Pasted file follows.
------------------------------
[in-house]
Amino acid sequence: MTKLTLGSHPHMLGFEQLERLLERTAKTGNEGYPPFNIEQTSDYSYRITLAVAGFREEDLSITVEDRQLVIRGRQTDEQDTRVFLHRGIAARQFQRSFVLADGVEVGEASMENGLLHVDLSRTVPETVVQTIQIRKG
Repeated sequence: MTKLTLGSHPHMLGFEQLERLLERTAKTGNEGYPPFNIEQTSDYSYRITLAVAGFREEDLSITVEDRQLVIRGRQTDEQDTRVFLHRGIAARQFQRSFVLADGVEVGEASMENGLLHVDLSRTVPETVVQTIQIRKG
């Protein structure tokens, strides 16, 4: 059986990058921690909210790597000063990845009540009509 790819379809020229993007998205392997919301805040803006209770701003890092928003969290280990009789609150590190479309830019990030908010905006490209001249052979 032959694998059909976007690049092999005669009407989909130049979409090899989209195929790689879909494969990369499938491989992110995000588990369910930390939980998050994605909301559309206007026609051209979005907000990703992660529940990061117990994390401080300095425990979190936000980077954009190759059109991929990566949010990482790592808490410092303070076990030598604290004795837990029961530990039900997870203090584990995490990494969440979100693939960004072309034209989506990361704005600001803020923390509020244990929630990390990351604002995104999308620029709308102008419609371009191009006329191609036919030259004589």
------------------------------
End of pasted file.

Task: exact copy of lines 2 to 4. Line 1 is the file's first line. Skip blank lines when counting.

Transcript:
Amino acid sequence: MTKLTLGSHPHMLGFEQLERLLERTAKTGNEGYPPFNIEQTSDYSYRITLAVAGFREEDLSITVEDRQLVIRGRQTDEQDTRVFLHRGIAARQFQRSFVLADGVEVGEASMENGLLHVDLSRTVPETVVQTIQIRKG
Repeated sequence: MTKLTLGSHPHMLGFEQLERLLERTAKTGNEGYPPFNIEQTSDYSYRITLAVAGFREEDLSITVEDRQLVIRGRQTDEQDTRVFLHRGIAARQFQRSFVLADGVEVGEASMENGLLHVDLSRTVPETVVQTIQIRKG
């Protein structure tokens, strides 16, 4: 059986990058921690909210790597000063990845009540009509 790819379809020229993007998205392997919301805040803006209770701003890092928003969290280990009789609150590190479309830019990030908010905006490209001249052979 032959694998059909976007690049092999005669009407989909130049979409090899989209195929790689879909494969990369499938491989992110995000588990369910930390939980998050994605909301559309206007026609051209979005907000990703992660529940990061117990994390401080300095425990979190936000980077954009190759059109991929990566949010990482790592808490410092303070076990030598604290004795837990029961530990039900997870203090584990995490990494969440979100693939960004072309034209989506990361704005600001803020923390509020244990929630990390990351604002995104999308620029709308102008419609371009191009006329191609036919030259004589």